Unitas was born in 1933. The closest year I could find data for was 1935, during which there were 2,377,000 live births. Manning was born in 1976, during which there were 3,167,788 live births. That's a 33% increase. Keep in mind, too, that Johnny Unitas did not have to compete with black players- the first black QB didn't start until Marlin Briscoe in 1968. Black men made up at least 10% of the live births in the '30s, so take them out of the pool and the population that Manning is competing against is now 50% higher than the population Unitas is competing against.

And that's just looking at total US population. It fails to account for globalization (which further increases the pool Manning is competing against). It fails to account for the increasing length in player careers (which further increases the pool Manning is competing against). Perhaps most importantly of all, it fails to account for the meteoric rise in popularity and pay the NFL has enjoyed. When Unitas was a 13 year old boy, how many of his peers do you suppose dreamed of growing up to become an NFL QB? When Manning was a 13 year old boy, how many of his peers do you suppose dreamed of growing up to become an NFL QB? Peyton Manning played in an era where more people were born, where a higher percentage of those people had a chance at becoming QBs, and where a higher percentage of those people with a chance had the desire to become a QB, and where each of those people had to compete with players from past years who were hanging on longer than ever. I don't really think it's any stretch to suggest that competition for QB positions has more than doubled from Unitas's time to Manning's, which means it's ludicrously inappropriate to assume that the 10 best players in 1963 are equal to the 10 best players today, just like it would be ludicrously inappropriate to assume that the 10 best "awesomeball" players in my high school are the same as the 10 best "awesomeball" players in the nation. Even ignoring every other criticism of your statistical method (and yes, there are plenty of other criticisms), this one criticism alone should be enough to invalidate any results it produces.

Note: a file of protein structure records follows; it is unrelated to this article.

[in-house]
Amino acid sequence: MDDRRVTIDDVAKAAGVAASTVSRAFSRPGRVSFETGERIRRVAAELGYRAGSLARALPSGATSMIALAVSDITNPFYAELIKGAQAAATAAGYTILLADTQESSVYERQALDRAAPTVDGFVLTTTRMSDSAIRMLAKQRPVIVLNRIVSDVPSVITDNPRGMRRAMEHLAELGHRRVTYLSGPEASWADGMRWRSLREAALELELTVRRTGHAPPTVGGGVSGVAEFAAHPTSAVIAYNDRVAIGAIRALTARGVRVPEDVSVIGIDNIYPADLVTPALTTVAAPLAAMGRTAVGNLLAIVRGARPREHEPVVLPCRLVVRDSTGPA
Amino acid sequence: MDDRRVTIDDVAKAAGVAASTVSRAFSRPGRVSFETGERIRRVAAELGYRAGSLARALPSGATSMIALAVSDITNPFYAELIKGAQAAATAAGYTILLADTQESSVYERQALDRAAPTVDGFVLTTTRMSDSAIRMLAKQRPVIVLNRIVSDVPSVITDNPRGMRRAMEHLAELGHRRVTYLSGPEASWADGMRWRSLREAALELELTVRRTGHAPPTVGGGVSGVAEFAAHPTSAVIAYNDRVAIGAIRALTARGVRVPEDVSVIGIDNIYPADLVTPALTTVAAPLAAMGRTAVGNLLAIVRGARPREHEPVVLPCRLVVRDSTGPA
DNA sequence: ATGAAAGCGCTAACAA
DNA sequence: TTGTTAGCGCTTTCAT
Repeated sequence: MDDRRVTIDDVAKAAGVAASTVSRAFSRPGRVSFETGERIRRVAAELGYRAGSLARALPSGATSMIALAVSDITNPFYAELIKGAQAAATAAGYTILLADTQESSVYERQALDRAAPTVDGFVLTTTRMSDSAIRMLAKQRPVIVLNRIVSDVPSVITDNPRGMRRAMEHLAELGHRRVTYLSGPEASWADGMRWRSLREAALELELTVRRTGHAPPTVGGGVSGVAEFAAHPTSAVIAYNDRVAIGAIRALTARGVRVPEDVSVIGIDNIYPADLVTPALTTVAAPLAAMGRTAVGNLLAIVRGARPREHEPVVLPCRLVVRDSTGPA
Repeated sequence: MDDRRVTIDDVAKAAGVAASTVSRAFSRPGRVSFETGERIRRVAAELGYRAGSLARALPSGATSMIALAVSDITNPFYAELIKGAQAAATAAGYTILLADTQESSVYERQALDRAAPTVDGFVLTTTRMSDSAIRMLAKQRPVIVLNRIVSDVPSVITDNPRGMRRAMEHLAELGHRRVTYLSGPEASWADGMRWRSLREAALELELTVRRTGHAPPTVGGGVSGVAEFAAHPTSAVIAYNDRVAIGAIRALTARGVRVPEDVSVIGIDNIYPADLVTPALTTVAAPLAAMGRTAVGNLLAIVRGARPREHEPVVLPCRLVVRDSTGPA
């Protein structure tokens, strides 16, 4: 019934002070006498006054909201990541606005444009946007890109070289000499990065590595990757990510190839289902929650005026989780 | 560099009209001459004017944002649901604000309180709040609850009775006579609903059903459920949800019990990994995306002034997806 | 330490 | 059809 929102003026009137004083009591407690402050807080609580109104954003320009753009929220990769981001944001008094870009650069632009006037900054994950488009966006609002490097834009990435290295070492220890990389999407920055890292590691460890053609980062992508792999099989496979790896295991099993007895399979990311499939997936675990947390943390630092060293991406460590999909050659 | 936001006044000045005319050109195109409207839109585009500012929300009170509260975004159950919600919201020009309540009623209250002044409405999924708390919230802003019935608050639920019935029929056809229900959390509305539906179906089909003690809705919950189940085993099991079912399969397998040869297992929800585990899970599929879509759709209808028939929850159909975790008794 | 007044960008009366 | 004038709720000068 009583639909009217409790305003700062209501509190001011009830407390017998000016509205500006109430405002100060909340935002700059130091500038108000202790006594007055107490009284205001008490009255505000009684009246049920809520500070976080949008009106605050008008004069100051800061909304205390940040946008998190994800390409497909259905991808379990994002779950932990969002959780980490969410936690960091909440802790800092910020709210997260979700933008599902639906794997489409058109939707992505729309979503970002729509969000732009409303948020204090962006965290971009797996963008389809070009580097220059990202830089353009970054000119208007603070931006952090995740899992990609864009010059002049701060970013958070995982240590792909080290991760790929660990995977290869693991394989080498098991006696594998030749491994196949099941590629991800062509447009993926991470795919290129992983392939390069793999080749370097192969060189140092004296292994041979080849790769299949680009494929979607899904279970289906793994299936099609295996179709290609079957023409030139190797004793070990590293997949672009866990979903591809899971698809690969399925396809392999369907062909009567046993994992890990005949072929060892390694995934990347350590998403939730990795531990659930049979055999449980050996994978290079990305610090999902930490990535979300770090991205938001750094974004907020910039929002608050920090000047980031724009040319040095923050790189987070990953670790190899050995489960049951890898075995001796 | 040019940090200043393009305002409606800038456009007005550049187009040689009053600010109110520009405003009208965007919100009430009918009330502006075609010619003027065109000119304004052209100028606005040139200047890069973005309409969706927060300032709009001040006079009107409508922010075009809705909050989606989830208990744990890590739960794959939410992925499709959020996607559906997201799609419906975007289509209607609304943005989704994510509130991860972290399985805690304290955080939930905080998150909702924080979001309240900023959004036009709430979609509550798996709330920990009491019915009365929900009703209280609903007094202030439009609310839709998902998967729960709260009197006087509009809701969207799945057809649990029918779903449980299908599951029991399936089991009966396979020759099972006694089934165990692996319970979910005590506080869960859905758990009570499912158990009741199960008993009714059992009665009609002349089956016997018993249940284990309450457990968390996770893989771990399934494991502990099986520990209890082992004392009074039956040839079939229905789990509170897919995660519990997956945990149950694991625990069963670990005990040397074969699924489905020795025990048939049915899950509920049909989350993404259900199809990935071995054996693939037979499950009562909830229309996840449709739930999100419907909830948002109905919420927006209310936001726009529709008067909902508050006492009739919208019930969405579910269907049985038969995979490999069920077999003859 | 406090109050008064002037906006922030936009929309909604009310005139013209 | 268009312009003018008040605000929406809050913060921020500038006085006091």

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by Kibbles :: Sat, 07/30/2011 - 8:10pm

A couple more criticisms of your theory that the top 12 in 1963 was equivalent to the top 12 today.